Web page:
2.  Times played (Wait, I own this game?)
So, let’s go the opposite extreme. You were at a your game store, or a convention, or you just got this pretty little box for Christmas/Hanukkah/Birthday/Arbor Day/whatever. It’s cool, it’s pretty, and you heard some neat stuff about it, but right now your friends would rather just watch a movie or break out Mario Kart. Okay, no big deal, you’ll just put it on your shelf and go have some fun. Until that one friend throws a blue shell, and then you start shouting, and then some one uses that lightning bolt thing and then… Wait, wasn’t there a game being discussed here? Oh well. Then life happens, you forget, and six months later you look on your shelf and have a moment of “Oh, hey, that exists.”

Ruins lives. Ruins games.

Ruins lives.

The next action you take really determines if this game should stay with you, or if you might be better off finding it a better home: Do you play it, get a feel for it, try to make up for the past several months of neglect… Or do you just go “Eh, maybe I can get some folks over for Mario Kart.” There’s no shame in just going to go play Mario Kart (though we’re starting to be scared you have a problem, but that’s for another blog) but that’s still room in your house/apartment/room/dorm that’s being taken up by something you know you’re not that interested in.

Eventually you have to take a breath and go “Yep. This game just isn’t going to happen,” and remember that that’s okay. Just remember the overplayed Disney song and let it go. No, you’re not getting a gif for that, moving on!

1. Affection (It’s not THAT bad!… Ain’t that good, either.)
I’m so guilty of this that it’s damn near embarrassing. You bought the game, and you played it. And it was… Okay. Not really Adventure Time Card Wars terrible but not really Settlers of Catan good. It’s… Okay. It’s an okay game. So you play it once or twice and then put it on the shelf… And then you probably don’t take it off for a damn long while.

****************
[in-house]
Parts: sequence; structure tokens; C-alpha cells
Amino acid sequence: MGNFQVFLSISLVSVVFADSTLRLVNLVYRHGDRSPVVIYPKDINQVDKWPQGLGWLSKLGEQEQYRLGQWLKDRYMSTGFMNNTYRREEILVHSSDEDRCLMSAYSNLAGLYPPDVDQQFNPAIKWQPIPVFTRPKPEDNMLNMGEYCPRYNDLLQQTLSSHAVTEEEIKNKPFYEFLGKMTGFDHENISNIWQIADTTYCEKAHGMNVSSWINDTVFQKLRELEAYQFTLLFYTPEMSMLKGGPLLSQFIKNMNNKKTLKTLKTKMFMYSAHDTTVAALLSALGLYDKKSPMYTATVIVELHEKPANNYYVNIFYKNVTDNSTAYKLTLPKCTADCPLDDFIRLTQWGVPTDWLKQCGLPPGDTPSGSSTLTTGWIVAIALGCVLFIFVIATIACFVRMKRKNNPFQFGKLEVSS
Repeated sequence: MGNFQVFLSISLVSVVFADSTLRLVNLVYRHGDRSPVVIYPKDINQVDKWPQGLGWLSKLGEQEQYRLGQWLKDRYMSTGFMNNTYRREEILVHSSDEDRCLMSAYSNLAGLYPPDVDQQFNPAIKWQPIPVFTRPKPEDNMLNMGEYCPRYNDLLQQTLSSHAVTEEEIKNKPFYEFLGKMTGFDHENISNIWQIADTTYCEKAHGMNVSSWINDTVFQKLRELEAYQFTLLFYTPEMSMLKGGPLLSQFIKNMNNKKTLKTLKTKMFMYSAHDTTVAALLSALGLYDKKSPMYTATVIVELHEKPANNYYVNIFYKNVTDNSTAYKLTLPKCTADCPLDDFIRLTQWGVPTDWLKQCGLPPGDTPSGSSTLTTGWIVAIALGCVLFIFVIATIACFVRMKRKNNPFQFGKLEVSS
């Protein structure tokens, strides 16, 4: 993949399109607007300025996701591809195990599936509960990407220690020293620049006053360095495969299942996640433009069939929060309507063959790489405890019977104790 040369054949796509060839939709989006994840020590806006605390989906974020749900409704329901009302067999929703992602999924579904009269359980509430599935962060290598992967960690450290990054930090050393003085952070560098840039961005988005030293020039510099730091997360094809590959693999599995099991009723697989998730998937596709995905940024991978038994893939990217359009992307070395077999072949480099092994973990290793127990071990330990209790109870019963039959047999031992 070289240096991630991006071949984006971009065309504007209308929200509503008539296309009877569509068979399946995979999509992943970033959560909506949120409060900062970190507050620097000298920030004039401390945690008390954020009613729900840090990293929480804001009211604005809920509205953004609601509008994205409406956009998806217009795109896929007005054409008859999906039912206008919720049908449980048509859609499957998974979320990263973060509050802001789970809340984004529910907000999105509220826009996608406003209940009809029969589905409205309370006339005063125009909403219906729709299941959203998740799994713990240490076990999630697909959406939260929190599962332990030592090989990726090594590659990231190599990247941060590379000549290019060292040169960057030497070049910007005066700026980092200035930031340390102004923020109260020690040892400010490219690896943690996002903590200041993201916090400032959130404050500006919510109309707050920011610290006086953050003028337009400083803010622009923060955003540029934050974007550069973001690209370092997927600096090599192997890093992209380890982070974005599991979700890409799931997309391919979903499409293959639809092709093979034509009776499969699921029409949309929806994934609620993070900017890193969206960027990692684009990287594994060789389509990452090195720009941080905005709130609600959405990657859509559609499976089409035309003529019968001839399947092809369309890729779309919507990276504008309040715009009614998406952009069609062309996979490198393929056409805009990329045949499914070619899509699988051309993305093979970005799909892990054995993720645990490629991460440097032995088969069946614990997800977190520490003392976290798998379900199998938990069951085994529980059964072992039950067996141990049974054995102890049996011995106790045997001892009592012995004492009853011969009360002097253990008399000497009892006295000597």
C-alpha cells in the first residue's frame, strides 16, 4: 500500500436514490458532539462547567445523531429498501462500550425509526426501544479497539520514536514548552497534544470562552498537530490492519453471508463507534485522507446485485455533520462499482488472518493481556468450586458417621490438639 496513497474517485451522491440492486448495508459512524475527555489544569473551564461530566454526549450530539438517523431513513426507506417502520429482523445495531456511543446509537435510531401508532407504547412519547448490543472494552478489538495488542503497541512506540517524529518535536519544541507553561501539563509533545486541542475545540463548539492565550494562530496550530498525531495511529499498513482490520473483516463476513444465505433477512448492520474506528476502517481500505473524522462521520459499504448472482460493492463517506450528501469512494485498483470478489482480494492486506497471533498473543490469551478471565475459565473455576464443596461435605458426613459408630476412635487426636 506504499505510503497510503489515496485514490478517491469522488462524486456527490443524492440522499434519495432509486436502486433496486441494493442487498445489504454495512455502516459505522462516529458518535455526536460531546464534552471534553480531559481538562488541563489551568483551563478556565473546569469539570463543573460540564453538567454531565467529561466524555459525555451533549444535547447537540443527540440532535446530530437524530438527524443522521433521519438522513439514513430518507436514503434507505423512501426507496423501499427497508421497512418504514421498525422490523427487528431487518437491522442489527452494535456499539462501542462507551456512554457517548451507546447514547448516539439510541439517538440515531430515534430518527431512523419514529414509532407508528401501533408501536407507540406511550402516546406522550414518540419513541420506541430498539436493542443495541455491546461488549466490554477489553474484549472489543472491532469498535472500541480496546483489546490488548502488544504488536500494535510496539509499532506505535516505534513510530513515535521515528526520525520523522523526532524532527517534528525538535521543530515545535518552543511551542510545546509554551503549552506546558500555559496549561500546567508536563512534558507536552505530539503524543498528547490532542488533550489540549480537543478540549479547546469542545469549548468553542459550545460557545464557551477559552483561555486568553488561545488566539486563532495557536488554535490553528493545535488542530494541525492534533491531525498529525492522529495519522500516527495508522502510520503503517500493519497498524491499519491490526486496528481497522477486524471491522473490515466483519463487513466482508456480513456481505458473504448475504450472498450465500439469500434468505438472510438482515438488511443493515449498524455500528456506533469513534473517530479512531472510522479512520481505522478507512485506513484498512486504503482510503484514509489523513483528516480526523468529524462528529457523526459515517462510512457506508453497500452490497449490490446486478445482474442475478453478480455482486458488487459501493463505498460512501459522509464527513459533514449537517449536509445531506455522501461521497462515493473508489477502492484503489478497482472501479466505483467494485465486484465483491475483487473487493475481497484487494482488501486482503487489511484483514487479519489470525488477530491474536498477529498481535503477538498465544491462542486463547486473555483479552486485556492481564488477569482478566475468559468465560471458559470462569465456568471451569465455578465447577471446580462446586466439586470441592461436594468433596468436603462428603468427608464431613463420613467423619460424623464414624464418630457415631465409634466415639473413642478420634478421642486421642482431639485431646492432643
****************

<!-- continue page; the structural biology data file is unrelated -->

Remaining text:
I feel like I’m kicking a puppy with this one, but, really… It’s just a box at this point. The game just isn’t your thing. You’re not in love with it despite taking it home with you, and when it rolls over and smiles at you in the morning all you can manage is “Um… Hey.”

Uh... Frank, right?

It’s Frank, right?

And like any sort of relationship, there comes a time when you have to seriously think about it. If you can see yourself with this game getting all the way up to #2 on this list, then yeah, it’s a keeper. If you can’t… Well, there are plenty of gamers out there who would probably get a real kick out of your copy of Frag.

To wrap this up: There are plenty of nerd-centric second hand shops out there, and plenty of charities that accept board games with open arms. As scary as it is, you probably won’t miss theese games in the long run, and there are plenty of people out there who would love them. Also, you can totally sell them on eBay if you’d like to make a quick buck off a game you’re ready to let go of. So, if you love it, set it free… Unless it’s like super freakin’ hard to find, in which case you hold on to that thing and you never let go.

Now? Back to packing. We’ll have a review next week, promise!